Does your site have a history of revisions like adding, removing, or editing pages or updates to the site architecture or menu structure? Or did a site migration go poorly? Check out our SEO site migration checklist here. Chances are you have a lot of old URLs that were never redirected to the latest live URL.
If a URL is updated or removed, you want to make sure you always 301 redirect users and search engine crawlers to the new URL or the most relevant, live location.
What are 301 redirects?
A 301 redirect is a permanent redirect which passes an estimated 90-99% of the old page’s “ranking value” to the new page.
Why are 301 redirects important?
You want to ensure users and search engine crawlers trying to access your content are sent to the correct place. Plus, you want to pass all previously built up “ranking value” from the old page to a live, relevant location.
How do you find old URLs?
- Find old or duplicate domains
- Broken backlinks
- Historic organic entries
- Indexed pages
- Site crawl issues
- Google Search Console excluded coverage reports
- Frequent 404 traffic
1. Find old or duplicate domains
Did the site live under a different domain in the past? Are there duplicate versions of the site live under a different domain? Redirect them to the primary domain and map out all the individual URLs.
- Duplicate domains often link to one another. Check the top referring domains in backlink checker tools like Ahrefs, Moz, or Majestic.
- Old domains may be used as the provided website on old, obscure business listings.
- Copy and paste a portion of the homepage copy into Google within quotes.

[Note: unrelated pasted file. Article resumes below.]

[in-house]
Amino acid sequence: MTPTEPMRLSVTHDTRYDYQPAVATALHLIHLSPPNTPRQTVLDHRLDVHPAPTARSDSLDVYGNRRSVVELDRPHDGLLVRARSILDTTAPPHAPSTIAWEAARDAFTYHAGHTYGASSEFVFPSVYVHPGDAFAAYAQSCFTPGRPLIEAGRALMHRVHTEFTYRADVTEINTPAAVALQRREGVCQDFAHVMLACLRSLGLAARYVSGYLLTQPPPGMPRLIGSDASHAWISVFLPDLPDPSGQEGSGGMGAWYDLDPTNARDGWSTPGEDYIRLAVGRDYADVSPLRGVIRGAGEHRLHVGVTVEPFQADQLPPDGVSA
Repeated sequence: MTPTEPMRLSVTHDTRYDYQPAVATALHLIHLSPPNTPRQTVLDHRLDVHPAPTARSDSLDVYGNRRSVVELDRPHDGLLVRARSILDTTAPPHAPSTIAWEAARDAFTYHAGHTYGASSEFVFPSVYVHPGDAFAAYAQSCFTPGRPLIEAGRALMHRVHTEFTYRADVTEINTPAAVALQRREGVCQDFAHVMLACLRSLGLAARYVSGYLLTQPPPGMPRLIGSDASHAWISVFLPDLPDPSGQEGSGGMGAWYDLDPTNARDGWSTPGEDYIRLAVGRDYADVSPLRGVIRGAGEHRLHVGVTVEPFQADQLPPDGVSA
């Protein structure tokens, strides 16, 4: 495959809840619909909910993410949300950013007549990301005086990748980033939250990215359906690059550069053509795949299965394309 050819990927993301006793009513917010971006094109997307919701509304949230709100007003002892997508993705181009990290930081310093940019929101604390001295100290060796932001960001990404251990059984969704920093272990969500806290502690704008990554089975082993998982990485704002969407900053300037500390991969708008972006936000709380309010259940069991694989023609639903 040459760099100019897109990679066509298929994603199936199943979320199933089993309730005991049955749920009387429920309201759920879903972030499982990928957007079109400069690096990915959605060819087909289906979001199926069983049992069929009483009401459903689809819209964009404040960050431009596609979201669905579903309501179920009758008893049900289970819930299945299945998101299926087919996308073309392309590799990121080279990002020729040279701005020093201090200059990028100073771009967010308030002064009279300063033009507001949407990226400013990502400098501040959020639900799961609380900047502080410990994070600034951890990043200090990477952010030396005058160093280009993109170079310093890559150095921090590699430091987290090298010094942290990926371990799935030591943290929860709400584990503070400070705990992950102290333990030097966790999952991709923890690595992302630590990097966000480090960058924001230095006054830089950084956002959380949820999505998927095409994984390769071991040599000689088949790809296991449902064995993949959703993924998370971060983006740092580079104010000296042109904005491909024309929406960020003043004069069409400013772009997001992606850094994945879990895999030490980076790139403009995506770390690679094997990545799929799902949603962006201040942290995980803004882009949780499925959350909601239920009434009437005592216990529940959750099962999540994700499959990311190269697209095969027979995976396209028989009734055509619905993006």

2. Broken backlinks
How many pages no longer live have referring backlinks?
- Many backlink checker tools have a broken backlink feature. I personally use Ahrefs’ broken link checker.
- See if any pages with backlinks have the page title of the 404 error page.
- Run a screaming frog crawl of your site, then export all the linked URLs from your backlink checker tool. Any linked URLs that weren’t in the Screaming Frog crawl should be redirected to a live, relevant page.
3. Historic organic entries
How many pages no longer in use received organic entries in the past?
- Run a screaming frog crawl of your site, then in Google Analytics, export all the pages that received organic entries over the life of the Google Analytics account. Any URLs that weren’t in the Screaming Frog crawl should be redirected to a live, relevant page.
- If there is an unmanageable number of URLs that received organic entries – prioritize your mapping by the highest traffic. Then just find a systematic way to redirect the low priority old URLs – like finding patterns in the old URLs and redirecting those in bulk.
4. Indexed pages
How many old URLs are still indexed?
- Run a screaming frog crawl of your site, then export all pages in Google’s index via a “site:” search and the GSC indexed coverage report. Any URLs that weren’t in the SF crawl should be redirected to a live, relevant page.
5. Site crawl issues
Review a Screaming Frog crawl or any other site crawler – like Ahrefs Site Audit – and see if you can uncover redirect opportunities.